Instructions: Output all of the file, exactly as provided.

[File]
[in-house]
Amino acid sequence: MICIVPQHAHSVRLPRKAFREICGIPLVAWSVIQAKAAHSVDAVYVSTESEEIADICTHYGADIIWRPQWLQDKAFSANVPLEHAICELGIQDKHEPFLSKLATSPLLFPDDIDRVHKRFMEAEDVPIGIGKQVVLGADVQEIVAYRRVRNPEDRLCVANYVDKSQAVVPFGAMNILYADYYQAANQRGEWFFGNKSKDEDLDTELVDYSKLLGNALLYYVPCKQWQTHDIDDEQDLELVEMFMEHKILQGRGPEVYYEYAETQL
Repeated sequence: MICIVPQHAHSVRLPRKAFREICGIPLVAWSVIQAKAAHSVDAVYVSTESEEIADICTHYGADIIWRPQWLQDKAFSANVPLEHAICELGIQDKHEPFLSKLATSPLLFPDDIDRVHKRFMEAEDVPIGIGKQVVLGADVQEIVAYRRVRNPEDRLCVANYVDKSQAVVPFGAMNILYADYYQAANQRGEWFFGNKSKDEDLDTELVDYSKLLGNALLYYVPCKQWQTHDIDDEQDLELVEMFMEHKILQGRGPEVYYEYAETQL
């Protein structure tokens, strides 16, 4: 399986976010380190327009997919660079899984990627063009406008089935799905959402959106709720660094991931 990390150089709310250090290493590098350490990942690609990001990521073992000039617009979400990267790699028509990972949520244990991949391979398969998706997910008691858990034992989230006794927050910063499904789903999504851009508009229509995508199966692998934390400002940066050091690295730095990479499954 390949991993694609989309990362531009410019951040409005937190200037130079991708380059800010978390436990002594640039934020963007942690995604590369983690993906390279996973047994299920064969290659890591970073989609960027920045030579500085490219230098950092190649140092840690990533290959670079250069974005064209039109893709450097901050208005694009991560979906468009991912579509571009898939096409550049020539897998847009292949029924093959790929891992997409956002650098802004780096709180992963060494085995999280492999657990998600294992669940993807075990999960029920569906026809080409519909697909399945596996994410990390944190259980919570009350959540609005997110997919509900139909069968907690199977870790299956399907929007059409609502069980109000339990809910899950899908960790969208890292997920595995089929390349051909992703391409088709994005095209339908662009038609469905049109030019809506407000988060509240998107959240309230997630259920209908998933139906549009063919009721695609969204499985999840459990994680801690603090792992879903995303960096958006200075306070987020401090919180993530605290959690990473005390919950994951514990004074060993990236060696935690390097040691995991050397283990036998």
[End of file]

[in-house]
Amino acid sequence: MICIVPQHAHSVRLPRKAFREICGIPLVAWSVIQAKAAHSVDAVYVSTESEEIADICTHYGADIIWRPQWLQDKAFSANVPLEHAICELGIQDKHEPFLSKLATSPLLFPDDIDRVHKRFMEAEDVPIGIGKQVVLGADVQEIVAYRRVRNPEDRLCVANYVDKSQAVVPFGAMNILYADYYQAANQRGEWFFGNKSKDEDLDTELVDYSKLLGNALLYYVPCKQWQTHDIDDEQDLELVEMFMEHKILQGRGPEVYYEYAETQL
Repeated sequence: MICIVPQHAHSVRLPRKAFREICGIPLVAWSVIQAKAAHSVDAVYVSTESEEIADICTHYGADIIWRPQWLQDKAFSANVPLEHAICELGIQDKHEPFLSKLATSPLLFPDDIDRVHKRFMEAEDVPIGIGKQVVLGADVQEIVAYRRVRNPEDRLCVANYVDKSQAVVPFGAMNILYADYYQAANQRGEWFFGNKSKDEDLDTELVDYSKLLGNALLYYVPCKQWQTHDIDDEQDLELVEMFMEHKILQGRGPEVYYEYAETQL
């Protein structure tokens, strides 16, 4: 399986976010380190327009997919660079899984990627063009406008089935799905959402959106709720660094991931 990390150089709310250090290493590098350490990942690609990001990521073992000039617009979400990267790699028509990972949520244990991949391979398969998706997910008691858990034992989230006794927050910063499904789903999504851009508009229509995508199966692998934390400002940066050091690295730095990479499954 390949991993694609989309990362531009410019951040409005937190200037130079991708380059800010978390436990002594640039934020963007942690995604590369983690993906390279996973047994299920064969290659890591970073989609960027920045030579500085490219230098950092190649140092840690990533290959670079250069974005064209039109893709450097901050208005694009991560979906468009991912579509571009898939096409550049020539897998847009292949029924093959790929891992997409956002650098802004780096709180992963060494085995999280492999657990998600294992669940993807075990999960029920569906026809080409519909697909399945596996994410990390944190259980919570009350959540609005997110997919509900139909069968907690199977870790299956399907929007059409609502069980109000339990809910899950899908960790969208890292997920595995089929390349051909992703391409088709994005095209339908662009038609469905049109030019809506407000988060509240998107959240309230997630259920209908998933139906549009063919009721695609969204499985999840459990994680801690603090792992879903995303960096958006200075306070987020401090919180993530605290959690990473005390919950994951514990004074060993990236060696935690390097040691995991050397283990036998």